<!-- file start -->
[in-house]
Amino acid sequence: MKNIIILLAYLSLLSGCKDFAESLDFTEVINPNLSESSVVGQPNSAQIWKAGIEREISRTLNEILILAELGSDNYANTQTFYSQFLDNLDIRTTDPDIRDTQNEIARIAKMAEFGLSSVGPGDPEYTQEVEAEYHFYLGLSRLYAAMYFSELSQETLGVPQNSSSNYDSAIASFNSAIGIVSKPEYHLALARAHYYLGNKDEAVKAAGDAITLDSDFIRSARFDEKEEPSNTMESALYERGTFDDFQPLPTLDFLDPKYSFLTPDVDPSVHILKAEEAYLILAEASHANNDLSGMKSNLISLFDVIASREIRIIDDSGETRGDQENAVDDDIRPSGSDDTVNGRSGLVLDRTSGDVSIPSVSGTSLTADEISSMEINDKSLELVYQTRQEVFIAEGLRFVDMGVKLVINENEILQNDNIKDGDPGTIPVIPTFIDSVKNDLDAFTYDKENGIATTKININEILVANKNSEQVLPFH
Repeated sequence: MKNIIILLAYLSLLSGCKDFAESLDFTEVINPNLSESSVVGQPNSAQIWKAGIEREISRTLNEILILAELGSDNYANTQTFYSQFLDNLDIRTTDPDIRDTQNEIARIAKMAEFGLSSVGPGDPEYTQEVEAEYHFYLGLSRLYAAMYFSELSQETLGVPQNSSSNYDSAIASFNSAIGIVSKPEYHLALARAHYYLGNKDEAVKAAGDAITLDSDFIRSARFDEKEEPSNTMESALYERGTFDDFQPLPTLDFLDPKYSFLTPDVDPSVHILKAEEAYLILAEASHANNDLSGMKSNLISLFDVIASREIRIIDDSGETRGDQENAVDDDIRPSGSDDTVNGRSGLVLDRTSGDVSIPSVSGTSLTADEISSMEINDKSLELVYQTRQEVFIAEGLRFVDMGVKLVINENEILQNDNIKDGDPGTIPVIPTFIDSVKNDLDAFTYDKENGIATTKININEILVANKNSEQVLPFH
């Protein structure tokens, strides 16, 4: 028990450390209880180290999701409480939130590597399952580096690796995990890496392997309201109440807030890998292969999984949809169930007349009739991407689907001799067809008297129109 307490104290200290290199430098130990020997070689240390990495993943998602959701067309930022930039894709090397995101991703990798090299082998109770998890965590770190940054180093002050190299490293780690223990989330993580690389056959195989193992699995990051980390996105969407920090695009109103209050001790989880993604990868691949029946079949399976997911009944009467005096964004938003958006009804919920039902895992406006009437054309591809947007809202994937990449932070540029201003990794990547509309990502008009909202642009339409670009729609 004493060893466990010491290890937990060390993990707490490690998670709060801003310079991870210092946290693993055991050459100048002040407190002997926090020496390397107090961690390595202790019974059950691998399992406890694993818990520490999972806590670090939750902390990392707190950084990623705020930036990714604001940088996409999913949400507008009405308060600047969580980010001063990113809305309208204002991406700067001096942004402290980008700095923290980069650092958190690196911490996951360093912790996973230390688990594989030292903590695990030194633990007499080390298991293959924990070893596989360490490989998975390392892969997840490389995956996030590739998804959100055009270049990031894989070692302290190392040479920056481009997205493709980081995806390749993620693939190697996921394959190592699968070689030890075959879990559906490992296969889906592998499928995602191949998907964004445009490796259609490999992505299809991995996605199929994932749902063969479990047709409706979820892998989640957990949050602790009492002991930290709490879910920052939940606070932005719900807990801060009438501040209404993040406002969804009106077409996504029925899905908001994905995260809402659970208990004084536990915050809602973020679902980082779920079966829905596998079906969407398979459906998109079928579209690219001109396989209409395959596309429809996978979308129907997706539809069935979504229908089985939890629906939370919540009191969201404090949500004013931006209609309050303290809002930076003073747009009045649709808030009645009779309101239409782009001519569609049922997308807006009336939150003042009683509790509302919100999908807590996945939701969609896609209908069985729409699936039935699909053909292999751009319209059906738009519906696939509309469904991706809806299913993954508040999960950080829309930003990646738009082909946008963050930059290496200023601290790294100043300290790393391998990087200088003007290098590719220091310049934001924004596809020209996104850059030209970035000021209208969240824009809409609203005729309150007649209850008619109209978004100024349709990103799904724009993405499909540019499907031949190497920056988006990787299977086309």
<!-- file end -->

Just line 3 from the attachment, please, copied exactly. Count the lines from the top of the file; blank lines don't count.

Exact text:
Repeated sequence: MKNIIILLAYLSLLSGCKDFAESLDFTEVINPNLSESSVVGQPNSAQIWKAGIEREISRTLNEILILAELGSDNYANTQTFYSQFLDNLDIRTTDPDIRDTQNEIARIAKMAEFGLSSVGPGDPEYTQEVEAEYHFYLGLSRLYAAMYFSELSQETLGVPQNSSSNYDSAIASFNSAIGIVSKPEYHLALARAHYYLGNKDEAVKAAGDAITLDSDFIRSARFDEKEEPSNTMESALYERGTFDDFQPLPTLDFLDPKYSFLTPDVDPSVHILKAEEAYLILAEASHANNDLSGMKSNLISLFDVIASREIRIIDDSGETRGDQENAVDDDIRPSGSDDTVNGRSGLVLDRTSGDVSIPSVSGTSLTADEISSMEINDKSLELVYQTRQEVFIAEGLRFVDMGVKLVINENEILQNDNIKDGDPGTIPVIPTFIDSVKNDLDAFTYDKENGIATTKININEILVANKNSEQVLPFH